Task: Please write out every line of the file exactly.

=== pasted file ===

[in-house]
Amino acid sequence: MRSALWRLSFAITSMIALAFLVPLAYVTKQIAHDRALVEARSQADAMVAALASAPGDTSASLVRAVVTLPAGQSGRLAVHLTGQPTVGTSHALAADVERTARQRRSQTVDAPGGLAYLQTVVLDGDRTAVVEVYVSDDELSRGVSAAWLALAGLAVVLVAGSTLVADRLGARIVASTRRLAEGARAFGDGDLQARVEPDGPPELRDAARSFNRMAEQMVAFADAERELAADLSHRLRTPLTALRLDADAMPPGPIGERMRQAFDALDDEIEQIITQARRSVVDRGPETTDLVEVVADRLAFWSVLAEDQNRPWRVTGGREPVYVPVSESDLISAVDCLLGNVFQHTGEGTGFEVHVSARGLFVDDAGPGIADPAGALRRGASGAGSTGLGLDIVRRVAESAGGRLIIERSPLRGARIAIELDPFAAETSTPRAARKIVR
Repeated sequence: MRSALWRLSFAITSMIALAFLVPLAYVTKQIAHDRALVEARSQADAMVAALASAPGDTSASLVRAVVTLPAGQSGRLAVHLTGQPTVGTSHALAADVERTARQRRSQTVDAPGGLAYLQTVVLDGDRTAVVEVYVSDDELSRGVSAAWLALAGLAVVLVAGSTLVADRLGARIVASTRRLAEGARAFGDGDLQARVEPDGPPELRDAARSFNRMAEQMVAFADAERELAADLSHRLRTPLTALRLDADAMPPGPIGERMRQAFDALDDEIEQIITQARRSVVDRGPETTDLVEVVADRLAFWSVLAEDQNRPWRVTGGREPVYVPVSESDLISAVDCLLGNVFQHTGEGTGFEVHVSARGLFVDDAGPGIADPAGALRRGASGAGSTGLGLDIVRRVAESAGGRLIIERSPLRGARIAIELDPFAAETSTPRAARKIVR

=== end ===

[in-house]
Amino acid sequence: MRSALWRLSFAITSMIALAFLVPLAYVTKQIAHDRALVEARSQADAMVAALASAPGDTSASLVRAVVTLPAGQSGRLAVHLTGQPTVGTSHALAADVERTARQRRSQTVDAPGGLAYLQTVVLDGDRTAVVEVYVSDDELSRGVSAAWLALAGLAVVLVAGSTLVADRLGARIVASTRRLAEGARAFGDGDLQARVEPDGPPELRDAARSFNRMAEQMVAFADAERELAADLSHRLRTPLTALRLDADAMPPGPIGERMRQAFDALDDEIEQIITQARRSVVDRGPETTDLVEVVADRLAFWSVLAEDQNRPWRVTGGREPVYVPVSESDLISAVDCLLGNVFQHTGEGTGFEVHVSARGLFVDDAGPGIADPAGALRRGASGAGSTGLGLDIVRRVAESAGGRLIIERSPLRGARIAIELDPFAAETSTPRAARKIVR
Repeated sequence: MRSALWRLSFAITSMIALAFLVPLAYVTKQIAHDRALVEARSQADAMVAALASAPGDTSASLVRAVVTLPAGQSGRLAVHLTGQPTVGTSHALAADVERTARQRRSQTVDAPGGLAYLQTVVLDGDRTAVVEVYVSDDELSRGVSAAWLALAGLAVVLVAGSTLVADRLGARIVASTRRLAEGARAFGDGDLQARVEPDGPPELRDAARSFNRMAEQMVAFADAERELAADLSHRLRTPLTALRLDADAMPPGPIGERMRQAFDALDDEIEQIITQARRSVVDRGPETTDLVEVVADRLAFWSVLAEDQNRPWRVTGGREPVYVPVSESDLISAVDCLLGNVFQHTGEGTGFEVHVSARGLFVDDAGPGIADPAGALRRGASGAGSTGLGLDIVRRVAESAGGRLIIERSPLRGARIAIELDPFAAETSTPRAARKIVR